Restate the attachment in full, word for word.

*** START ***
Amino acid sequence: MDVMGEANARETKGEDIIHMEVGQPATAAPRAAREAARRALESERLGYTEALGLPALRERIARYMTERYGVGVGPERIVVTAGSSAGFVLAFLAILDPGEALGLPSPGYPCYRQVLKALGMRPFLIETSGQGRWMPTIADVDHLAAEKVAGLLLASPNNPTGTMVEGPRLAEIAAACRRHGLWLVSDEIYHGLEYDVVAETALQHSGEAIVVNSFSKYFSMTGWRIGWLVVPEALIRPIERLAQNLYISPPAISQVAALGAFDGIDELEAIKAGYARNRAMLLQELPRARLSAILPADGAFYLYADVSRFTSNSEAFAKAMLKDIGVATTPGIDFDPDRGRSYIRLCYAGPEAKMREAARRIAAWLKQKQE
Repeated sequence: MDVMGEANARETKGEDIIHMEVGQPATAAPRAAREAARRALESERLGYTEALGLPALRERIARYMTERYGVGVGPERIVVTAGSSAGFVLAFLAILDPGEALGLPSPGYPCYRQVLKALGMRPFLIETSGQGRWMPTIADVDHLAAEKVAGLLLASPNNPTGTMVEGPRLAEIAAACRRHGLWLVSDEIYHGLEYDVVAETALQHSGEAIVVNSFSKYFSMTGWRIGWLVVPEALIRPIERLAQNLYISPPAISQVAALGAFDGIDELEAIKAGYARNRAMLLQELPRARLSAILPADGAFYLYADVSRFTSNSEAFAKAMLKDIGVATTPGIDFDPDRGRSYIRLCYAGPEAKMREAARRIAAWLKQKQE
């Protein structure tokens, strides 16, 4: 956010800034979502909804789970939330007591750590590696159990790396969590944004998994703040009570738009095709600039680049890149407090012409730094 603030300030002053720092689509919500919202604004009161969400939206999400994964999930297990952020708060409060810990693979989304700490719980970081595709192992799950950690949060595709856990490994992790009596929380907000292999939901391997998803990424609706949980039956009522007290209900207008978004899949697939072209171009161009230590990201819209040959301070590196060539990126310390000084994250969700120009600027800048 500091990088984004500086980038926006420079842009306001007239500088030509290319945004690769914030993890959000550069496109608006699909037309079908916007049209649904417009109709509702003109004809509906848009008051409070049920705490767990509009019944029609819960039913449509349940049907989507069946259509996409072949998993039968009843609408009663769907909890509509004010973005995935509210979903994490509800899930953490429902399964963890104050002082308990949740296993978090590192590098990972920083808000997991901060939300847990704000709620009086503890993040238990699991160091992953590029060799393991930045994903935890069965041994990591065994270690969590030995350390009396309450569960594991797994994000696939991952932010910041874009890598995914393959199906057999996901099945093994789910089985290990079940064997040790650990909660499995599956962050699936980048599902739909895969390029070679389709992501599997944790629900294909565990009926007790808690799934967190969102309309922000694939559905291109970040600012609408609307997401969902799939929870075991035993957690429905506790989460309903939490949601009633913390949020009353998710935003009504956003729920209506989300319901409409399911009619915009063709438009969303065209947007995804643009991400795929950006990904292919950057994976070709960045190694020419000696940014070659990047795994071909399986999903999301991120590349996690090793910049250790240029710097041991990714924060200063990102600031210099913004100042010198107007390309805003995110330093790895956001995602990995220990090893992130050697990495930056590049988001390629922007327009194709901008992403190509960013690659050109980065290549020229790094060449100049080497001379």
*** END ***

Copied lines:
Amino acid sequence: MDVMGEANARETKGEDIIHMEVGQPATAAPRAAREAARRALESERLGYTEALGLPALRERIARYMTERYGVGVGPERIVVTAGSSAGFVLAFLAILDPGEALGLPSPGYPCYRQVLKALGMRPFLIETSGQGRWMPTIADVDHLAAEKVAGLLLASPNNPTGTMVEGPRLAEIAAACRRHGLWLVSDEIYHGLEYDVVAETALQHSGEAIVVNSFSKYFSMTGWRIGWLVVPEALIRPIERLAQNLYISPPAISQVAALGAFDGIDELEAIKAGYARNRAMLLQELPRARLSAILPADGAFYLYADVSRFTSNSEAFAKAMLKDIGVATTPGIDFDPDRGRSYIRLCYAGPEAKMREAARRIAAWLKQKQE
Repeated sequence: MDVMGEANARETKGEDIIHMEVGQPATAAPRAAREAARRALESERLGYTEALGLPALRERIARYMTERYGVGVGPERIVVTAGSSAGFVLAFLAILDPGEALGLPSPGYPCYRQVLKALGMRPFLIETSGQGRWMPTIADVDHLAAEKVAGLLLASPNNPTGTMVEGPRLAEIAAACRRHGLWLVSDEIYHGLEYDVVAETALQHSGEAIVVNSFSKYFSMTGWRIGWLVVPEALIRPIERLAQNLYISPPAISQVAALGAFDGIDELEAIKAGYARNRAMLLQELPRARLSAILPADGAFYLYADVSRFTSNSEAFAKAMLKDIGVATTPGIDFDPDRGRSYIRLCYAGPEAKMREAARRIAAWLKQKQE
């Protein structure tokens, strides 16, 4: 956010800034979502909804789970939330007591750590590696159990790396969590944004998994703040009570738009095709600039680049890149407090012409730094 603030300030002053720092689509919500919202604004009161969400939206999400994964999930297990952020708060409060810990693979989304700490719980970081595709192992799950950690949060595709856990490994992790009596929380907000292999939901391997998803990424609706949980039956009522007290209900207008978004899949697939072209171009161009230590990201819209040959301070590196060539990126310390000084994250969700120009600027800048 500091990088984004500086980038926006420079842009306001007239500088030509290319945004690769914030993890959000550069496109608006699909037309079908916007049209649904417009109709509702003109004809509906848009008051409070049920705490767990509009019944029609819960039913449509349940049907989507069946259509996409072949998993039968009843609408009663769907909890509509004010973005995935509210979903994490509800899930953490429902399964963890104050002082308990949740296993978090590192590098990972920083808000997991901060939300847990704000709620009086503890993040238990699991160091992953590029060799393991930045994903935890069965041994990591065994270690969590030995350390009396309450569960594991797994994000696939991952932010910041874009890598995914393959199906057999996901099945093994789910089985290990079940064997040790650990909660499995599956962050699936980048599902739909895969390029070679389709992501599997944790629900294909565990009926007790808690799934967190969102309309922000694939559905291109970040600012609408609307997401969902799939929870075991035993957690429905506790989460309903939490949601009633913390949020009353998710935003009504956003729920209506989300319901409409399911009619915009063709438009969303065209947007995804643009991400795929950006990904292919950057994976070709960045190694020419000696940014070659990047795994071909399986999903999301991120590349996690090793910049250790240029710097041991990714924060200063990102600031210099913004100042010198107007390309805003995110330093790895956001995602990995220990090893992130050697990495930056590049988001390629922007327009194709901008992403190509960013690659050109980065290549020229790094060449100049080497001379």